Twenty-five years ago, on the night of her father’s 50th birthday party, Leila Hawkins grabbed what she thought was her new red coat and ran into the night. She was never seen again leaving her family, and in particular her nineteen-year-old twin Stella, lost and devastated. Every year, on the anniversary of Leila’s disappearance, Stella covers the town of Mereford in MISSING posters, all in the hope that someone will have a shred of new information to help Stella understand what happened that fateful night. Her plight brings her to the attention of a true crime documentary filmmaker and despite her reluctance, Stella agrees to take part and help raise awareness of her search. But the documentary does more than raise awareness. When Stella receives an email from someone claiming to be Leila’s killer, she knows she has to play the situation carefully and find out everything she can. But to get the information she craves, Stella has to share personal details with the killer. The more she learns, the more fearful she becomes. How far will Stella go to find the truth…?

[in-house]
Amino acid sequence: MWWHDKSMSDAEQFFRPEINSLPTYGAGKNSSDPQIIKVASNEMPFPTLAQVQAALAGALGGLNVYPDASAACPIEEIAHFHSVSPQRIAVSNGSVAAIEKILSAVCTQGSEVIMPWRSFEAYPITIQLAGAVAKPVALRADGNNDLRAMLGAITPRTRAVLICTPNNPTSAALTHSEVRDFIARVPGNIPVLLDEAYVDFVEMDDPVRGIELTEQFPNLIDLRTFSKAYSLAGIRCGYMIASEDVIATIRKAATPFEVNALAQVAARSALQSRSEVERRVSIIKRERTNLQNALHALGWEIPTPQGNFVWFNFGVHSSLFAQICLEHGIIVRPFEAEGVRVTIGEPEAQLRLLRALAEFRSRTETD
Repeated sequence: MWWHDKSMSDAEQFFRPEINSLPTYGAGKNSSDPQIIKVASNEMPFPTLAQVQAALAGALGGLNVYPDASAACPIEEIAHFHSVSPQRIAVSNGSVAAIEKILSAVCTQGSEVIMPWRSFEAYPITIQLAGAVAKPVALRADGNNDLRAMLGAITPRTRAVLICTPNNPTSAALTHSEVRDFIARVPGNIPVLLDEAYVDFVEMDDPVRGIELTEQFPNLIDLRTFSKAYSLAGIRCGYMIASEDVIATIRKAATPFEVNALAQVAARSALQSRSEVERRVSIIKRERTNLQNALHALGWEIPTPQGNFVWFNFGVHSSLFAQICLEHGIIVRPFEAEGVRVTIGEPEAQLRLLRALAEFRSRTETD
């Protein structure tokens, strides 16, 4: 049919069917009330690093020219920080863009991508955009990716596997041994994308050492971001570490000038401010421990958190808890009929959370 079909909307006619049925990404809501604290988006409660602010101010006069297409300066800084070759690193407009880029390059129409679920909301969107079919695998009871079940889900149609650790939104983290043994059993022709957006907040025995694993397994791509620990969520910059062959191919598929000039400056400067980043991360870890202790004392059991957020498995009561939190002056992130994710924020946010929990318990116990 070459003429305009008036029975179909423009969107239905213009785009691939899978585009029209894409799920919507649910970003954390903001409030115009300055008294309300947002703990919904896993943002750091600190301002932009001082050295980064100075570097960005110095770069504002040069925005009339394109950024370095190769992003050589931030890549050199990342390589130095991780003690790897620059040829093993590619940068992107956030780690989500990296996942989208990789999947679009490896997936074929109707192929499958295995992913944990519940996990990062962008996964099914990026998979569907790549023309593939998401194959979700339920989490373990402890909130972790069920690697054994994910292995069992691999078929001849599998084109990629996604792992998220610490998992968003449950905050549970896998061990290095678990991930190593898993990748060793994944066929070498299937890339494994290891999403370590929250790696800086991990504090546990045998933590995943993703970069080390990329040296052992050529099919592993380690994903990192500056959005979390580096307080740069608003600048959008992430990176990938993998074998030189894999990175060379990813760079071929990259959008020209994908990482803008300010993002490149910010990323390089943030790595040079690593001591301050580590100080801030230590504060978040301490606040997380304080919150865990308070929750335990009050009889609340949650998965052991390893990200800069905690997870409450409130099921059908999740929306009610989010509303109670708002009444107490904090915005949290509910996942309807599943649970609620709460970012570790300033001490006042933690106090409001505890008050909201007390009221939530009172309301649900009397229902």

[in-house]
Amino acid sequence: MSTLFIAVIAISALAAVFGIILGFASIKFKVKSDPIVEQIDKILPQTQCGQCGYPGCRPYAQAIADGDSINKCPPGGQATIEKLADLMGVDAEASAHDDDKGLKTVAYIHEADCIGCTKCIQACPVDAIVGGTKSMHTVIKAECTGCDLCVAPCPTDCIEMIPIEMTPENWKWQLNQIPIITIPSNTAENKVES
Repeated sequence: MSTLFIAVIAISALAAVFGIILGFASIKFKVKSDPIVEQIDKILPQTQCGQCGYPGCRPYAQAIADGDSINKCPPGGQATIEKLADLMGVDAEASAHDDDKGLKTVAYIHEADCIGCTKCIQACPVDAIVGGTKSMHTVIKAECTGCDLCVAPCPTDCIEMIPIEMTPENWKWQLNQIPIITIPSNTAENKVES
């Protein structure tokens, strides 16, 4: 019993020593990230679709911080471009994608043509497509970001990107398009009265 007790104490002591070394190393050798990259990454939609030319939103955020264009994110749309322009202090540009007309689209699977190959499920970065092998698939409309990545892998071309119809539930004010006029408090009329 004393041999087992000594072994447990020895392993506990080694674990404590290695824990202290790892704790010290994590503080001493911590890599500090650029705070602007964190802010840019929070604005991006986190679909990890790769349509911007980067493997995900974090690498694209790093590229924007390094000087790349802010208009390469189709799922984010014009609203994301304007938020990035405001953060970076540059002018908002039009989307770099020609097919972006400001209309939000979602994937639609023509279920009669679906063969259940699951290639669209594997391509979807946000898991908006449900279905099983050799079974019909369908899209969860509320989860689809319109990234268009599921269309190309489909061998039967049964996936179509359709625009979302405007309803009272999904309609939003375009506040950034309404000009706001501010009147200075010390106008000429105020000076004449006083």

Absolutely blimmin’ marvellous! I thoroughly enjoyed The Girl in the Missing Poster with its true crime focus and its immersive plot. The reader is drawn into Stella’s tale of – dare I say it – obsession and grief and is taken for one heck of a ride. Stella is all kinds of reckless and I adored her. I loved that the author hasn’t sugar coated Stella’s need for answers at all. This is what she needs and she’ll do whatever it takes to get the answers – BOOM! Brilliantly done.

Throughout the book there are transcripts from the documentary which help shed some light on what happened that fateful night twenty-five years ago. There are also emails from the person claiming to be Leila’s killer and it was these emails which had me on the edge of my seat. As the story progresses the level of wickedness coming from this person was palpable and I loved it.